“It’s common to under-estimate the importance of early literacy experiences for young children’s later language and literacy development, especially those experiences before the age of 3,” says Shannon Ayers, an assistant research professor at NIEER and a specialist on early literacy.

“Experiences of a caregiver cooing back at an infant provide the basis for conversation turn taking, and singing lullabies and silly rhyming songs provide experiences with the cadence of language,” she adds. “Lap reading and talking about stories and personal experiences with children offers exposure to story structure, print, and language (vocabulary development) in a comfortable, loving way that will provide the foundation for later learning.”

NIEER discusses literacy in the preschool classroom and its link to academic and lifelong achievement in the policy brief Early Literacy: Policy and Practice in the Preschool Years.

The Benefits of Investments in Early Development Around the Globe

November 13, 2009

Worldwide, a huge source of human potential is lost as children grow up without the benefit of effective investments in their early development. More than 200 million children under 5 years of age are not reaching their full mental, physical, and social developmental potential, says a recent report from The Open University based in the United Kingdom.

Many people associate early interventions to support child development with preschool education. That is only a part of the story in countries where problems like growth stunting, hunger, disease and extreme poverty necessitate early investments that focus on directly improving nutrition and health as well as care and education. With wide variations in the approaches to investments in early development and in children’s environments in the international arena, policy makers around the globe are asking, “How effective are the various programs in improving the development of children and does this vary across countries with very different economic conditions?”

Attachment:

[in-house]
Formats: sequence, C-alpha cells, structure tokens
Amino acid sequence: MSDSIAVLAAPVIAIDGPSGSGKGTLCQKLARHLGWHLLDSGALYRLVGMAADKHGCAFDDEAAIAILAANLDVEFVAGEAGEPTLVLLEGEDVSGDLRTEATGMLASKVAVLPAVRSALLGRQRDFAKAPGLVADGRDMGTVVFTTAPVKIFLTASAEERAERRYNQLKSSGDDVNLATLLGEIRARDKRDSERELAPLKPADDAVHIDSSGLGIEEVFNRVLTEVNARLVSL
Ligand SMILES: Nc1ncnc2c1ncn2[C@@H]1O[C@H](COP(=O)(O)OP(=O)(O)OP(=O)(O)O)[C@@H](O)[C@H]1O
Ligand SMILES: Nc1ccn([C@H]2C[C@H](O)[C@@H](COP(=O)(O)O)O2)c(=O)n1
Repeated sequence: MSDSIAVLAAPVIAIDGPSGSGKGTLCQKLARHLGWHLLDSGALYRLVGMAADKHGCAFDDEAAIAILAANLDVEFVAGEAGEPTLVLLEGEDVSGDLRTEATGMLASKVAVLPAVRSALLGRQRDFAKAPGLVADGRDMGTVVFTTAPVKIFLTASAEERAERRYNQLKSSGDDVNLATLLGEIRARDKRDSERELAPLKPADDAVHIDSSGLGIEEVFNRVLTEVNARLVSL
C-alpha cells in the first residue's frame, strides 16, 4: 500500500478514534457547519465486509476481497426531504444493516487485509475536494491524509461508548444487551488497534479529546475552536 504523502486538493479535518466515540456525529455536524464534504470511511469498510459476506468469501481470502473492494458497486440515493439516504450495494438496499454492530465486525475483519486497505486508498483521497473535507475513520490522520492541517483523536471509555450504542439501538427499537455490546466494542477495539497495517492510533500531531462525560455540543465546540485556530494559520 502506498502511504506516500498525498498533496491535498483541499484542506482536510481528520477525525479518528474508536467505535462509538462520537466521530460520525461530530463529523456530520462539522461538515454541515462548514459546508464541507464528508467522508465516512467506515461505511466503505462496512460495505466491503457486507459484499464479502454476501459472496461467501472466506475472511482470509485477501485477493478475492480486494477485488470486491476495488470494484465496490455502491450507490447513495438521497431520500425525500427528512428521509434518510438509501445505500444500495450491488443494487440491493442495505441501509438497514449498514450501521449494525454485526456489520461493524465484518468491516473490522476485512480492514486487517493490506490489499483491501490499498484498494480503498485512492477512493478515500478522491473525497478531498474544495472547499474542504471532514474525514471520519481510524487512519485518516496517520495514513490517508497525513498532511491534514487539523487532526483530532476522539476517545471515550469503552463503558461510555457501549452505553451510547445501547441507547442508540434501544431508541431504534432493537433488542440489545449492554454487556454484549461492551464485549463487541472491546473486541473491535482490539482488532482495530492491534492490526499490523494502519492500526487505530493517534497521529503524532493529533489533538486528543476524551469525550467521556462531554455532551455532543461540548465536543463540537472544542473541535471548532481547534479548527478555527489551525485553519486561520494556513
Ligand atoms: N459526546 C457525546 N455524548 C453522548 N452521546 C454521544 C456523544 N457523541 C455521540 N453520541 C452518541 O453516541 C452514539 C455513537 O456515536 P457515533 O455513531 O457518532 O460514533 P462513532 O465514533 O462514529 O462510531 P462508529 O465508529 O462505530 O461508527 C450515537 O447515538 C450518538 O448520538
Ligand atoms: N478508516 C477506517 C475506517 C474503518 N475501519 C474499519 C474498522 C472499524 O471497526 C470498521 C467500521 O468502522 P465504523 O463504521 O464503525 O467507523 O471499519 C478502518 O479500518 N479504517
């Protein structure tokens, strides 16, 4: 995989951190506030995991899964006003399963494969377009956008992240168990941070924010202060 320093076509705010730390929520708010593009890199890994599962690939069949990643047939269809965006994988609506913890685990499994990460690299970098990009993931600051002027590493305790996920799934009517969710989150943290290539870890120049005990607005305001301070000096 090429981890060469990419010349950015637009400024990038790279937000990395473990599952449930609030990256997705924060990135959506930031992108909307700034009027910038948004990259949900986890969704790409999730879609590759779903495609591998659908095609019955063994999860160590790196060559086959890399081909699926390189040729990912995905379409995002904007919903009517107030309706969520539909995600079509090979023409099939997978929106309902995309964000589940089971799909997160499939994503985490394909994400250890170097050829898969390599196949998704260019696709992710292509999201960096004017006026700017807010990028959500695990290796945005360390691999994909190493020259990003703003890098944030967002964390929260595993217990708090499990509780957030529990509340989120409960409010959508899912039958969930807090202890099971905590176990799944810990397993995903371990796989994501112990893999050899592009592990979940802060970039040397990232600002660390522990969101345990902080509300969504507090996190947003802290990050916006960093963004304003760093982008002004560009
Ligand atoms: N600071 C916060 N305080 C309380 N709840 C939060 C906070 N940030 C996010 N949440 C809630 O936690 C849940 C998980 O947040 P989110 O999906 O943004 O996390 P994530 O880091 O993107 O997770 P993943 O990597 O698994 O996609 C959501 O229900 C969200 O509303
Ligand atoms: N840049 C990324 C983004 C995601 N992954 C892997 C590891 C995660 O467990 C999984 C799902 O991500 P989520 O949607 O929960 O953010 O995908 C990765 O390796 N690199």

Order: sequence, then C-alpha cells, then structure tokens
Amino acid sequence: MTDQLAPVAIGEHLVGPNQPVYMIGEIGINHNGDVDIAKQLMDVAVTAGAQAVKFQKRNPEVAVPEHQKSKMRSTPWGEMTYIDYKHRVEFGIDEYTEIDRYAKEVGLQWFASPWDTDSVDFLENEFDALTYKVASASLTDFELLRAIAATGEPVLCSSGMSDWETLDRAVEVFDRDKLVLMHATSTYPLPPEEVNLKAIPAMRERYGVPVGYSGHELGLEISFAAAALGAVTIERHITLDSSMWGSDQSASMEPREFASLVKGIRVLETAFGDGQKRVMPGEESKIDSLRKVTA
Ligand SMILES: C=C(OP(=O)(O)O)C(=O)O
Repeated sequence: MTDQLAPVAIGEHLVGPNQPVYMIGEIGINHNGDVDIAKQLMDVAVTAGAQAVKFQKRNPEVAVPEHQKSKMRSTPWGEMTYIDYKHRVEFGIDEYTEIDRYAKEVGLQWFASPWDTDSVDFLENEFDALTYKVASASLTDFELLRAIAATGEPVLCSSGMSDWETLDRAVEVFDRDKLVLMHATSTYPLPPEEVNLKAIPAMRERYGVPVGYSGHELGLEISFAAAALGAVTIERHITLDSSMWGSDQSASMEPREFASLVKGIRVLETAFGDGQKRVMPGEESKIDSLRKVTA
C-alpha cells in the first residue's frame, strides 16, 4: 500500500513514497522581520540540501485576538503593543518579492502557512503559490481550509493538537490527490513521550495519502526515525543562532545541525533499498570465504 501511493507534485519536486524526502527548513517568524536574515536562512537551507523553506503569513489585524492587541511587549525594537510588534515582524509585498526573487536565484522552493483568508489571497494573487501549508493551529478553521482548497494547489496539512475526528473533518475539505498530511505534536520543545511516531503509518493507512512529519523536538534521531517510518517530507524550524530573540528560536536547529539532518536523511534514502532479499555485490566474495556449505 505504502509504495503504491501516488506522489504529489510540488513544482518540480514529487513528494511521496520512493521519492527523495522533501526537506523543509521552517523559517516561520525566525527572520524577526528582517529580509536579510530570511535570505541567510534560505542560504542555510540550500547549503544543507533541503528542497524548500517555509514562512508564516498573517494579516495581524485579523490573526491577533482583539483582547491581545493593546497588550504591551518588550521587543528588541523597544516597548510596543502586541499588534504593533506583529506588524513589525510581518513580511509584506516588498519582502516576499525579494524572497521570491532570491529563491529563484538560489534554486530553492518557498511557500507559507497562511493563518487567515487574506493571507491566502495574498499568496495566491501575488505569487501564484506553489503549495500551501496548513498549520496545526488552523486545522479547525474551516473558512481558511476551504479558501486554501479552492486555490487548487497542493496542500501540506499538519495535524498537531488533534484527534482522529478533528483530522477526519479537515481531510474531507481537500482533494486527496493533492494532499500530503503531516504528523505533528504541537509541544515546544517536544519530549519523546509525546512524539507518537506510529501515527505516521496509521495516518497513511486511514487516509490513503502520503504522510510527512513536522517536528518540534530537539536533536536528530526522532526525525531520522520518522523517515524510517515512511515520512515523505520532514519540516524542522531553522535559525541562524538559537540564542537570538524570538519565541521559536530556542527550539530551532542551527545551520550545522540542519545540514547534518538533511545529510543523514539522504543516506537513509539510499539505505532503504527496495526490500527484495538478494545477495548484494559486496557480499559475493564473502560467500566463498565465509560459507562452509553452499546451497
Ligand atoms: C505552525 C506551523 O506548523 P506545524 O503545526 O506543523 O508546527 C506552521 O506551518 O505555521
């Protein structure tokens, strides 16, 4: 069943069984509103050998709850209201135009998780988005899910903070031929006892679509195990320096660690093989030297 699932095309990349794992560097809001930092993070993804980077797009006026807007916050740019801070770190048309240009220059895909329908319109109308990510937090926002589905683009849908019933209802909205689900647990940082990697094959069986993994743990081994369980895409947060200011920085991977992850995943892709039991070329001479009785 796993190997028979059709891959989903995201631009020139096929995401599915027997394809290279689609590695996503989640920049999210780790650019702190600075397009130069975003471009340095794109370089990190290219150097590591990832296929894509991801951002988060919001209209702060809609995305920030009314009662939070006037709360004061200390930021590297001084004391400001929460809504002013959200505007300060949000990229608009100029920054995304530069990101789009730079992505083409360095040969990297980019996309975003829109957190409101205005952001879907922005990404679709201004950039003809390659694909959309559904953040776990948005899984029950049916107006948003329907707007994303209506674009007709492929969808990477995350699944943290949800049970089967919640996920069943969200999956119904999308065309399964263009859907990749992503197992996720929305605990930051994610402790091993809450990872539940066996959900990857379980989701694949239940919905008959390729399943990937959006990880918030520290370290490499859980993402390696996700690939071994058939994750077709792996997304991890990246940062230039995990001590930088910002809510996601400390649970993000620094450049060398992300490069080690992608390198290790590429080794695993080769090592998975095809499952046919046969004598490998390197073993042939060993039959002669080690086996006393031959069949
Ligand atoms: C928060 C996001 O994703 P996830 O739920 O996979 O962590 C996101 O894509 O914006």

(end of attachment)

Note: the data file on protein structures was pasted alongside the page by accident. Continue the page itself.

To help answer that, NIEER recently conducted a meta-analysis of studies that looked at 30 interventions with varying approaches in 23 countries in Europe, Asia, Africa and Latin America. What NIEER found is encouraging: Regardless of the type of program, all had moderate positive effects in all domains of child development. The size of the long-term effects is similar to that found in a comprehensive meta-analysis of the U.S. studies. On average, they were about one-quarter to one-third of a standard deviation, with cognitive effects at the higher end, which translates to a gain of about 5 points on an IQ test. Studies that evaluated effects at older ages showed positive effects being sustained through adulthood.

Policymakers want answers to questions like what types of programs are most cost-effective, whether single-focus or combined-focus programs are best, and what treatment dosage is likely to yield the greatest gain in a given set of circumstances. While many of those answers will require further research, our findings shed some light. Interventions providing direct child care and education were more effective than other types of programs, particularly in terms of cognition. Interventions that combined education and care with attention to nutrition or health were more effective than cash transfer programs that gave money to parents in order to achieve a goal such as making sure kids get medical attention or programs that were solely nutritional in nature. Read the rest of this entry »

Avoiding the “Poverty Trap”

November 9, 2009

Poverty is a problem in America, and it is a more serious problem here than in many other nations including some with average incomes considerably below ours. However, it is not the only problem in America, nor is it the sole cause or even most important cause of our student achievement problem. Nevertheless, our debates about education policy and education reform typically focus on reducing the “achievement gap” between rich and poor. While this is an admirable goal, focusing on the achievement gap as the primary problem is a mistake—conceptually, practically, and politically.